Monday, November 9, 2015: 8:30 AM
Canyon C (Hilton Salt Lake City Center)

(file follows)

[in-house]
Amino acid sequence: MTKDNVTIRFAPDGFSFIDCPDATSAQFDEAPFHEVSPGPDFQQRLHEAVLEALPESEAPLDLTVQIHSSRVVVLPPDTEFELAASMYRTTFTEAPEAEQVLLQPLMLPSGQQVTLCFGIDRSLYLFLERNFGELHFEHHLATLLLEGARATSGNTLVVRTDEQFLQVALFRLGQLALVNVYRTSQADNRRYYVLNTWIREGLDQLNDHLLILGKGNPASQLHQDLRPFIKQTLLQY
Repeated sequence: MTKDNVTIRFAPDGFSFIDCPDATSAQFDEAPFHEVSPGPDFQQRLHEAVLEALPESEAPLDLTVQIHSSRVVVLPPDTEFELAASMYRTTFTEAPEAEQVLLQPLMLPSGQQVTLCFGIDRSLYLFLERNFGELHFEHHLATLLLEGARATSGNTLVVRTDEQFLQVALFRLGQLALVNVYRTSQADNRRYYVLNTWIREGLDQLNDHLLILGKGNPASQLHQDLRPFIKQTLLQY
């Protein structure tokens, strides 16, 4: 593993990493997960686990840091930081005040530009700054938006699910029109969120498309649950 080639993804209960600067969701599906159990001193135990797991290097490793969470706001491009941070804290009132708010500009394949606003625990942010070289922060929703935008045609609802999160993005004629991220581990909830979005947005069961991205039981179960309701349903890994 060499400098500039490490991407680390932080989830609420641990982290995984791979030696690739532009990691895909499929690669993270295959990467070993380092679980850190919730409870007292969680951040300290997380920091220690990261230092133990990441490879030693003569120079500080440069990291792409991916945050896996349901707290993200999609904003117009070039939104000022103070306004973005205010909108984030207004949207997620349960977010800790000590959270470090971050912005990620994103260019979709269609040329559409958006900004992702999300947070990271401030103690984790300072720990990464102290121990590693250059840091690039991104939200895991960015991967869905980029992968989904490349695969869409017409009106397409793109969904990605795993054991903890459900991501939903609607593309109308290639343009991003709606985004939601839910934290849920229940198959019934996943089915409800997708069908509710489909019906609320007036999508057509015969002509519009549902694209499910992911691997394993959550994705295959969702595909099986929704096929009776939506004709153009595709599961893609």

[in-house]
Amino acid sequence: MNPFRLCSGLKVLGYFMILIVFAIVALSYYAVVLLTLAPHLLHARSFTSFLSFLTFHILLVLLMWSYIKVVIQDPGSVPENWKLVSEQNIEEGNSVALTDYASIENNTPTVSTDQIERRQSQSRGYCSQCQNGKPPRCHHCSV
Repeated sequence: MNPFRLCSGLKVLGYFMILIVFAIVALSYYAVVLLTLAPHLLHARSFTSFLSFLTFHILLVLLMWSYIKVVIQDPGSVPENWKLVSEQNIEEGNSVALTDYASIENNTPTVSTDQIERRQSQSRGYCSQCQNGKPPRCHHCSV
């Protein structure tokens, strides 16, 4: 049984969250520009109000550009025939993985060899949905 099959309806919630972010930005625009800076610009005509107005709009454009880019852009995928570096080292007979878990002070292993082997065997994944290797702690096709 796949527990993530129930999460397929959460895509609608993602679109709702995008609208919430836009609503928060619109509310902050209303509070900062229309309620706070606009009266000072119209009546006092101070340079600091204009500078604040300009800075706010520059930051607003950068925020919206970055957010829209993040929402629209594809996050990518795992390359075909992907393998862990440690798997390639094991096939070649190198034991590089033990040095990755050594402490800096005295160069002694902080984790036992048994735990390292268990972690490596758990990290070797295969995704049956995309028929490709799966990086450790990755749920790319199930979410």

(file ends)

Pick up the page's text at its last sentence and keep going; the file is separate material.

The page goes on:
The extracellular pH (pHe) of living cells is one of the major factors that influence cell behaviors including cycle progression, migration, and proliferation. Tumor cells are believed to become more invasive due to the dysregulated pHe. Thus, accurate sensing and mapping of the pHe is still a critical yet challenging task in the study of pHe-dependent cell behaviors. However, the spatial resolutions of traditional methods such as microelectrodes and magnetic resonance spectroscopic imaging are not high enough to achieve single cell study. We present a method to map pHe of single living cells based on surface-enhanced Raman spectroscopy (SERS). The novelty of our work is on two aspects. First, we used a gold quasi three-dimensional plasmonic nanostructure array (Q3D-PNA), instead of metallic nanoparticles, as a SERS-active substrate. With the immobilization of a pH probe molecule, 4-mercaptobenzoic acid (4-MBA), such Q3D-PNA SERS substrates enable exceptionally sensitive and reproducible pH measurement and only the distributions of extracellular pH, where cells attach to Q3D-PNAs, are detected. Second, we prudentially investigated the influences of cations and complexity of detection solutions on the responses of 4-MBA SERS spectra to pH variations to ensure the pHe mapping accuracy. This is because the pH indicator, intensity of the symmetric carboxylate stretching mode (νCOO-), is not only a function of pH but also affected by the presence of cations in the solution. As a proof of concept, a normal cell line (NIH/3T3) and a tumor cell line (HepG2) were cultured on the 4-MBA modified Q3D-PNA SERS substrates. Local pHe of single living cells was detected and mapped with good spatial resolution and pH sensitivity. The domains of different pHe on both cells were clearly observed. Moreover, the averaged pHe of tumor cells was shown to be more acidic compared with that of normal cells. This technique can be used for the differentiation between tumor and normal cells. In addition, it will benefit the study of metabolisms and functions of single living cells as well as transmembrane drug delivery ruled by the extracellular acidity.